David Bourget (Western Ontario)
David Chalmers (ANU, NYU)
Rafael De Clercq
Ezio Di Nucci
Jack Alan Reynolds
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Philosophical Studies 154 (3):361-371 (2011)
Peter van Inwagen has developed two highly influential strategies for establishing incompatibilism about causal determinism and moral responsibility. These have come to be known as ‘the Direct Argument’ and ‘the Indirect Argument,’ respectively. In recent years, the two arguments have attracted closely related criticisms. In each case, it is claimed, the argument does not provide a fully general defense of the incompatibilist’s conclusion. While the critics are right to notice these arguments’ limitations, they have not made it clear what the problem with the arguments is supposed to be. I suggest three possibilities, arguing that none proves to be well founded. I conclude that the scope of these arguments is fully adequate for their defenders’ purposes.
|Keywords||Incompatibilism Direct Argument Indirect Argument Campbell Fischer|
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References found in this work BETA
Harry G. Frankfurt (1969). Alternate Possibilities and Moral Responsibility. Journal of Philosophy 66 (3):829-39.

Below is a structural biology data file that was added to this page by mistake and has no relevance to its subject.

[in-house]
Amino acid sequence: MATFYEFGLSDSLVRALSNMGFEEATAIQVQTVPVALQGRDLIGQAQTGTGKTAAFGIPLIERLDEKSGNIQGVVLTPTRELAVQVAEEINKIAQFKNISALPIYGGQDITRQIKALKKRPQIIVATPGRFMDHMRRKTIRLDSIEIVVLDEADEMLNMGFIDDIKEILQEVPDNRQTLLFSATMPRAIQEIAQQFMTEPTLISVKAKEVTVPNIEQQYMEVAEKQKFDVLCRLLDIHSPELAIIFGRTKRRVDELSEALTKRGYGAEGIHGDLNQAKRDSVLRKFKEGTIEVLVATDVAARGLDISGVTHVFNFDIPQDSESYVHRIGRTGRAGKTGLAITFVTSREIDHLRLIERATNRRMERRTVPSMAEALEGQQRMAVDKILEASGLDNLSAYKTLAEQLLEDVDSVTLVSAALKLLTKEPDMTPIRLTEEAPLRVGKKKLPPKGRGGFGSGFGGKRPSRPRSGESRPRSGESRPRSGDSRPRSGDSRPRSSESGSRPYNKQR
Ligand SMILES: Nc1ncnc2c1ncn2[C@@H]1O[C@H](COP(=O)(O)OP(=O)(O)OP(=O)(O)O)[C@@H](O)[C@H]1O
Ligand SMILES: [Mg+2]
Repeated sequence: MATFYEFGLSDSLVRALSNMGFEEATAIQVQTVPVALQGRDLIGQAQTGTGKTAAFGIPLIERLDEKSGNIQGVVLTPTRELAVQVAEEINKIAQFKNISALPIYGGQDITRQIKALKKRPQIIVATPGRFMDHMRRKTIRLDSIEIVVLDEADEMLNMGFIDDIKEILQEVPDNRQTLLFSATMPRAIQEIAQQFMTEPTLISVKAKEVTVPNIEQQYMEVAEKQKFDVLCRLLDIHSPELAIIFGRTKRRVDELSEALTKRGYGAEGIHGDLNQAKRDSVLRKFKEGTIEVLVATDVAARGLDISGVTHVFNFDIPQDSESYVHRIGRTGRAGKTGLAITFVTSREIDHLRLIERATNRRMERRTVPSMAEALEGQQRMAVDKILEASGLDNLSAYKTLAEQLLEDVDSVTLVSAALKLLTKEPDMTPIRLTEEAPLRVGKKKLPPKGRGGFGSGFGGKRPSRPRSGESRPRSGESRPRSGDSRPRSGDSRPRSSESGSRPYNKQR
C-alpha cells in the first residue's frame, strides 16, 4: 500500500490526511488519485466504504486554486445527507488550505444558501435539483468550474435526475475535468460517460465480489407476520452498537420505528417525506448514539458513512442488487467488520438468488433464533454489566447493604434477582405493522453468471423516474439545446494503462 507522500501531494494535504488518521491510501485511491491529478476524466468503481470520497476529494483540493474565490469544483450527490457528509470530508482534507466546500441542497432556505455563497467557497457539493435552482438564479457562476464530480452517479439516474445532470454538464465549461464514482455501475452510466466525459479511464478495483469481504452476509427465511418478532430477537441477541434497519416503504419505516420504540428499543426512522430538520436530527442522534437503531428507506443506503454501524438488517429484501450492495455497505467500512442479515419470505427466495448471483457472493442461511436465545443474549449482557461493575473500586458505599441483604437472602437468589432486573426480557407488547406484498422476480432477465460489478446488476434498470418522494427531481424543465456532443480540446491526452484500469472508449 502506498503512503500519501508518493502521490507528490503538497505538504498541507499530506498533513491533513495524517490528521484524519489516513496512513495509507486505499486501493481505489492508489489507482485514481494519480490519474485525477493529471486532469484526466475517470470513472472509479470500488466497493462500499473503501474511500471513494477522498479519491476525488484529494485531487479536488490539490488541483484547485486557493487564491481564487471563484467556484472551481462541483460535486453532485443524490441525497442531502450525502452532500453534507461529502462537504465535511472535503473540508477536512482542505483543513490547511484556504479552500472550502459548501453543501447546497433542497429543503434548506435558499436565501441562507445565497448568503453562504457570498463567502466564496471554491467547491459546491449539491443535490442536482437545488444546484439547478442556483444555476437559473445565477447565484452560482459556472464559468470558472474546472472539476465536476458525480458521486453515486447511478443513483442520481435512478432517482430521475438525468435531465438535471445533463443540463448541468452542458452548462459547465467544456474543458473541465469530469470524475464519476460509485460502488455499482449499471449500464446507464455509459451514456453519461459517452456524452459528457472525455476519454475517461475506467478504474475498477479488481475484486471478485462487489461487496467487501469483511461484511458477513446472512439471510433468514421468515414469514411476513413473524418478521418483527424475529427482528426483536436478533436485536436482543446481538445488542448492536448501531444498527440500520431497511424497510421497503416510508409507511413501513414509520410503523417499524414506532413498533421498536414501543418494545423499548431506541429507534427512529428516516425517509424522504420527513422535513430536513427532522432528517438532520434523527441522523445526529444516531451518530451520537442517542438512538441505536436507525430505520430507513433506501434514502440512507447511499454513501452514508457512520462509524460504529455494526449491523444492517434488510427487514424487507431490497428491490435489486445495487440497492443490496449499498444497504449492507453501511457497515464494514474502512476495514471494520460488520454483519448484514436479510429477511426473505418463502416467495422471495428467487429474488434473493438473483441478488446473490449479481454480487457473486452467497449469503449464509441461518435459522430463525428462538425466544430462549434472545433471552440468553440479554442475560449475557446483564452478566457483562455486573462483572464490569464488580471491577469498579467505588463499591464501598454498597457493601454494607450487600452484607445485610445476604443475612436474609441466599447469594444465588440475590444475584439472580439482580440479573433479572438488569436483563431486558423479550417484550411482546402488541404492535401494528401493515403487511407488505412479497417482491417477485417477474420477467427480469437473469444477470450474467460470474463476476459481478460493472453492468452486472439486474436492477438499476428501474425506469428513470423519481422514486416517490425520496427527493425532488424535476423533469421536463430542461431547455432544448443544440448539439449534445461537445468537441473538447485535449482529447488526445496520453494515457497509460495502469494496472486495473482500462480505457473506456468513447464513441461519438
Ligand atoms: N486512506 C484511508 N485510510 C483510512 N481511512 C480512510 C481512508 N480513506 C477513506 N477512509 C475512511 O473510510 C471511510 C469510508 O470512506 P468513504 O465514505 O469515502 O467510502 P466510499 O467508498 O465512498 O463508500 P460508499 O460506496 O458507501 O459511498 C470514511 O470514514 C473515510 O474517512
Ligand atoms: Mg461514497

Peter van Inwagen (1983). An Essay on Free Will. Oxford University Press.
Peter van Inwagen (2000). Free Will Remains a Mystery. Philosophical Perspectives 14:1-20.
Joseph Keim Campbell (2007). Free Will and the Necessity of the Past. Analysis 67 (294):105-111.
Seth Shabo (2010). Uncompromising Source Incompatibilism. Philosophy and Phenomenological Research 80 (2):349-383.
Citations of this work BETA
Seth Shabo (2011). Why Free Will Remains a Mystery. Pacific Philosophical Quarterly 92 (1):105-125.
Seth Shabo (2013). Free Will and Mystery: Looking Past the Mind Argument. Philosophical Studies 162 (2):291-307.
Justin A. Capes (2016). Incompatibilism and the Transfer of Non-Responsibility. Philosophical Studies 173 (6):1477-1495.
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